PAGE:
Mail stolen from Oro Valley Post Office

Oro Valley post office break-in

ORO VALLEY, AZ (Tucson News Now) - It could be an electric bill, a credit card payment or a birthday card to a loved one that is now in the hands of a criminal.

The Oro Valley Police Department said it was reported the collection boxes at the post office on La Canada Drive were broken into, with all the mail stolen Tuesday morning.

Postal Inspector Dan Grossenbach, with the U.S. Postal Inspection Service, said it is extremely rare' for a criminal to be successful in breaking into the boxes.

"There's security, physical hardware, that's designed just for these anti-theft purposes and so it makes it that much more egregious, and that's why we really want to get the people responsible," Grossenbach.

Tuesday, there were signs taped to the collection boxes, warning customers that mail was stolen and to report if they believe they may have been a victim.

"Oro Valley as a whole is a very safe community," said Irene Constantakis, who was dropping off mail Tuesday afternoon.  "It's a shock to find out, how did they get in?"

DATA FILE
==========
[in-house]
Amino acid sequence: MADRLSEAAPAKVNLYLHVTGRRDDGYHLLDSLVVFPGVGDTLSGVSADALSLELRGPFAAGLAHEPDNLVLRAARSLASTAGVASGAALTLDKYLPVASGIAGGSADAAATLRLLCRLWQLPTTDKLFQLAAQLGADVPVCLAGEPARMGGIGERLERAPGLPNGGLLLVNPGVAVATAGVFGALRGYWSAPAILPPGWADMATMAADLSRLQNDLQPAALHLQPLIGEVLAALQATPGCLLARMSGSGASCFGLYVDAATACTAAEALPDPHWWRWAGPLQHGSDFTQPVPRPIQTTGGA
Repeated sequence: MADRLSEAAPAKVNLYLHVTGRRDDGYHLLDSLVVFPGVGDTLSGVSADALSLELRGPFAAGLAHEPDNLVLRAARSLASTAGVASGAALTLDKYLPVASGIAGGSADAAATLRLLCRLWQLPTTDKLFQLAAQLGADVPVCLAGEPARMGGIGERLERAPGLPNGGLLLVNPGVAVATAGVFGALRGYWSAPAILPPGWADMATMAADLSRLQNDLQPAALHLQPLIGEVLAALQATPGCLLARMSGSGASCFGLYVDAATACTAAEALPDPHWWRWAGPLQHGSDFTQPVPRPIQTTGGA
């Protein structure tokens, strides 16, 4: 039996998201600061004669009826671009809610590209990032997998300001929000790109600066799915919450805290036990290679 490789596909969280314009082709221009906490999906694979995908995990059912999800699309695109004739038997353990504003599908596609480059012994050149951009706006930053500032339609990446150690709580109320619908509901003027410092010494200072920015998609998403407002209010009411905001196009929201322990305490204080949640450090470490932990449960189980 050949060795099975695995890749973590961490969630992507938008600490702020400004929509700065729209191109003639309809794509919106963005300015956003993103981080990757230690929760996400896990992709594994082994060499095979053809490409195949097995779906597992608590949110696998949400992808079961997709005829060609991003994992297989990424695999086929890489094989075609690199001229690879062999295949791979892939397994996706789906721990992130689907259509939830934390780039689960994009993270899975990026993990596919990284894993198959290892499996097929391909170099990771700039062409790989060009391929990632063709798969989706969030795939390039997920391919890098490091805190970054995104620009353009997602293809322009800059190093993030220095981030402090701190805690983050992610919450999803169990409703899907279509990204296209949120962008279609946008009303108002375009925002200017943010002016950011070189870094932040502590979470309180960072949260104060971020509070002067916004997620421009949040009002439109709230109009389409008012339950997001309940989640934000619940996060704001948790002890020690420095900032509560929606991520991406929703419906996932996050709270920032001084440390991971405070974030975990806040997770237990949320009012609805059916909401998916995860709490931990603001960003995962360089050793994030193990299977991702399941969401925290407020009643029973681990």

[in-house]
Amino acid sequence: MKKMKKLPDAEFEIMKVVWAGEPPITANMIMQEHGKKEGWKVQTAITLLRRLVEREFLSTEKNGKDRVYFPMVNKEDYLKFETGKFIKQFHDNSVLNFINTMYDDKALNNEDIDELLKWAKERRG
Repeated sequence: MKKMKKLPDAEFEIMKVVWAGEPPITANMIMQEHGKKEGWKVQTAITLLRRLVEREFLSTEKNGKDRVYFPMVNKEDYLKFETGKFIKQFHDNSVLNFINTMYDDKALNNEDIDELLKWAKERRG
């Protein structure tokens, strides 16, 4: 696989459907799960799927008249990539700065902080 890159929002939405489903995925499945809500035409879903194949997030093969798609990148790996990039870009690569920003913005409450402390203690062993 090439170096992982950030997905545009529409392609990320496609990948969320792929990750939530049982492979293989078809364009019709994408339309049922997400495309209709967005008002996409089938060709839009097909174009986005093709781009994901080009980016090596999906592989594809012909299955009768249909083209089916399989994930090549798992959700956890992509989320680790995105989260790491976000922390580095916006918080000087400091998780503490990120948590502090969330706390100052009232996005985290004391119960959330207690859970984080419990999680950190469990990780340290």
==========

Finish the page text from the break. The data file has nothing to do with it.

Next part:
Grossenbach said it appeared the suspect or suspects got into the box by forced entry, but did not know if any tools were used to help.  He said there are surveillance cameras at nearly all locations, but is working with Oro Valley Police for video and other evidence.

"People trust the mail to send their precious things so there's all sorts of different things in the mail and so the bad guys capitalize on that by trying to exploit the system to get the mail out for their own criminal needs," said Grossenbach.

Those who believe they may have been a victim, are urged to call 1-877-876-4255 to report to USPS.  Grossenbach said it is also important to check any financial statements and be mindful of what may have been sent, and when.

Mail theft is charged as a federal offense. Conviction of any federal crime, even mail theft, can result in significant federal prison time and fines.

"It's a tragedy all along the way because people trust it and then the bad guys exploit it," said Grossenbach.

The incident, now a lesson for resident Irene Constantakis, who may leave the convenience of her car the next time she's at the post office.

Grossenbach said other ways to be sure mail is sent, safely, is to hand it to a carrier or go inside the office to it drop-off.

"I might drop a few dollars in the mail in a card to my grandchildren, but I'll think about it next time," said Constantakis.  "I feel sorry for them if they have to resort to pulling mail out of mail boxes, you know, it's sad."

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